“Anyone from administration, from R&D, from marketing, etc. who had the capability, they were offered the chance to take a little break from their roles and actually go down and work on the factory floor,” explains Leadbetter. “And you know what? The response from our people was 100% positive – everyone said yes. And that meant we could maintain our usual productivity rates, but still with people working on different levels of the factory and appropriately spaced apart.”

Acting quickly and following this procedure in February, before Germany was hard hit, meant that by the time most countries and their private sector were just waking up to the reality of how badly business would be affected, Vega was already in the clear regarding the health of its people.

“We already worked from home.”

The third distinctive position Vega occupied which helped it minimise disruption was that all of its sales staff worldwide work from home or have “roving” roles.

Leadbetter explains, “In the true sense of a salesperson’s job, 90% of their time should be spent on the road and with the customer. The last thing we need to do is build more buildings for more salespeople, who should really be out there building relationships with customers.”

This means that a huge portion of the company’s workforce was already completely empowered to work from home – unlike many other companies, they had zero downtime to transition to a home working setup: no IT hiccups or concerns about how to manage productivity.

The fourth and final Vega approach which other companies worldwide can learn from is a simple one:

Be well-stocked – particularly if you’re really far away from other markets.

“One of the things that you always have to consider in Australia is that you’re a long way from everywhere. So one of the things a customer will do here when they’re looking for a product is to look at the price and the availability. If you’re able to offer better availability than your opposition, then price really isn’t the big issue anymore.”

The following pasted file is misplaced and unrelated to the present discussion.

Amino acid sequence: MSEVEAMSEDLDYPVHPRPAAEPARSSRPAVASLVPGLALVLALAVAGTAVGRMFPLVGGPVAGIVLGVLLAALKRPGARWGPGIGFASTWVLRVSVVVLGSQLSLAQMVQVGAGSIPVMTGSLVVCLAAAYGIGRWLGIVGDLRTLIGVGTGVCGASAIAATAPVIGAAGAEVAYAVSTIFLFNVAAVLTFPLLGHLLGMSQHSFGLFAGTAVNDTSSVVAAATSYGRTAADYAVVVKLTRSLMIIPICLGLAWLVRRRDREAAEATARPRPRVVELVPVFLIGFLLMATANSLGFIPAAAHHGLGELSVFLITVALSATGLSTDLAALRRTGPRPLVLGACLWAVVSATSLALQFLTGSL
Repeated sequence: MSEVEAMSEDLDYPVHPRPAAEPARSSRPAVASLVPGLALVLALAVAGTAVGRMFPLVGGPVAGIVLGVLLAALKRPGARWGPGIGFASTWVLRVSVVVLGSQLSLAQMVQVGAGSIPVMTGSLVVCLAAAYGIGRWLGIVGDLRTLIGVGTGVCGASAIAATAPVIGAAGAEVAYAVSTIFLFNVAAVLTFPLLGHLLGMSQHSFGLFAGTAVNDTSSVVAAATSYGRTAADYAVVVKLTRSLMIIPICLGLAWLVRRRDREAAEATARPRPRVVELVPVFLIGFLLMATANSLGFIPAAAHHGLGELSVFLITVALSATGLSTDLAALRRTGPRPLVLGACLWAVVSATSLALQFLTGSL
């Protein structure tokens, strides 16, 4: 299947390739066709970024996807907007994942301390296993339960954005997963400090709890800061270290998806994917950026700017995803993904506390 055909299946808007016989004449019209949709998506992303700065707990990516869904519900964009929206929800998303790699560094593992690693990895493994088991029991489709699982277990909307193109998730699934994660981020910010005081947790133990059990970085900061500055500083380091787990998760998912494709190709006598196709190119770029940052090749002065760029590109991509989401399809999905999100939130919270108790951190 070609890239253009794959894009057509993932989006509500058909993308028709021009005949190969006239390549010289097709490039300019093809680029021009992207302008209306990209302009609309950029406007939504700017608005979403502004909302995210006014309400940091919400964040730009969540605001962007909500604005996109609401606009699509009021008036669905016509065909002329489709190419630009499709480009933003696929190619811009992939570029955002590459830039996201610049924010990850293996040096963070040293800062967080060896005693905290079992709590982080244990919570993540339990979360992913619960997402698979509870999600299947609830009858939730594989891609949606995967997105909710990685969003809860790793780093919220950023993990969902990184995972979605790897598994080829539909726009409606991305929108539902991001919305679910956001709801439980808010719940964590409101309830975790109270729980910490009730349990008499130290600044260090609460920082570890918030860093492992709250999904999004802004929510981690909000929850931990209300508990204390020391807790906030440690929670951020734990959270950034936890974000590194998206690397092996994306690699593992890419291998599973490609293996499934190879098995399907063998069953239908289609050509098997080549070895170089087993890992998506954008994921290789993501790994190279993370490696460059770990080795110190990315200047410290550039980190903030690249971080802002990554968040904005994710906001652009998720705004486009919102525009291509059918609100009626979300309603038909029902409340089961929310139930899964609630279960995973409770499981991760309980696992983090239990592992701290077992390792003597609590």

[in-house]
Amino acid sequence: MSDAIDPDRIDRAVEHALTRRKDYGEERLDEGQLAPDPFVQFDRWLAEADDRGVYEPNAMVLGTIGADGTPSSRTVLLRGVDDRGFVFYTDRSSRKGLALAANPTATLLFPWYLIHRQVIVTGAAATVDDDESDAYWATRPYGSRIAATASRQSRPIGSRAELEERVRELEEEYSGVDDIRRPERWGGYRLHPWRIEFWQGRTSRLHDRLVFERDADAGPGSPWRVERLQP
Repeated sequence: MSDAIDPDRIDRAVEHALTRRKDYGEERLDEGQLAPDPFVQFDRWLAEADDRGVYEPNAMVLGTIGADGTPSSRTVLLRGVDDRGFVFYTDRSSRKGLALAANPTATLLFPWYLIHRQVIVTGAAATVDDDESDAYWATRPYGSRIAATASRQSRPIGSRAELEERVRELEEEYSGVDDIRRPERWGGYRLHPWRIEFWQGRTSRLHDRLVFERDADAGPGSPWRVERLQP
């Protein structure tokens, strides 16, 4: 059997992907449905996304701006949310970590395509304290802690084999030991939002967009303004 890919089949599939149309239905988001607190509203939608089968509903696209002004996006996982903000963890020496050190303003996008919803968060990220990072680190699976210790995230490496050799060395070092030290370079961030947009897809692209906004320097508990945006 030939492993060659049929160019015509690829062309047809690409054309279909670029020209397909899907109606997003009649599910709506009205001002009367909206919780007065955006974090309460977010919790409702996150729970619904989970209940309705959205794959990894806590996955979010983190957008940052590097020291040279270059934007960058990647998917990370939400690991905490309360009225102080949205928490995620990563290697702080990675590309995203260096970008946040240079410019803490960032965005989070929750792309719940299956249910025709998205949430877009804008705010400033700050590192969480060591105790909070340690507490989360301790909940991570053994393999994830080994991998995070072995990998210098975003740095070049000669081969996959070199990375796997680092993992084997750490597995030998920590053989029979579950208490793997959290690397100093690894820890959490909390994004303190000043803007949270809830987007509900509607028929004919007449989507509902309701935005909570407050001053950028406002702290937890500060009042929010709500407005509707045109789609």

And this is especially true in mining – most mines are 3,000 – 4,000 kilometres away from major city centres in places like Australia and South Africa.

The word unprecedented, Leadbetter says, always applies to mining: “You’ve got operations that run 24/7, breakdowns happen and unusual circumstances and you just always have to be prepared,” he says. “So having a steady supply of products and not waiting for customers to order them means that even with a global pandemic, Vega is only a week behind our normal delivery schedule to all our customers worldwide.”

Lest his approach sounds glib or as if he and the wider company aren’t taking the threat posed by COVID-19 seriously, Leadbetter stresses that for now, things are going ok for the company, but that at some point, “we may have to put our hands up and say that for the health of people and the company, there’s just nothing we can do and that we are actually stuck.

“So then it’ll be about weathering through the worst of it and coming out with a firm plan in place to deliver on our commitments – once it’s safe to do so. I think realistically, we may go through another month here in Australia, but I genuinely think that in mid-to-late May, we will start to see some improvements. I could be wrong, but I hope that’s true.”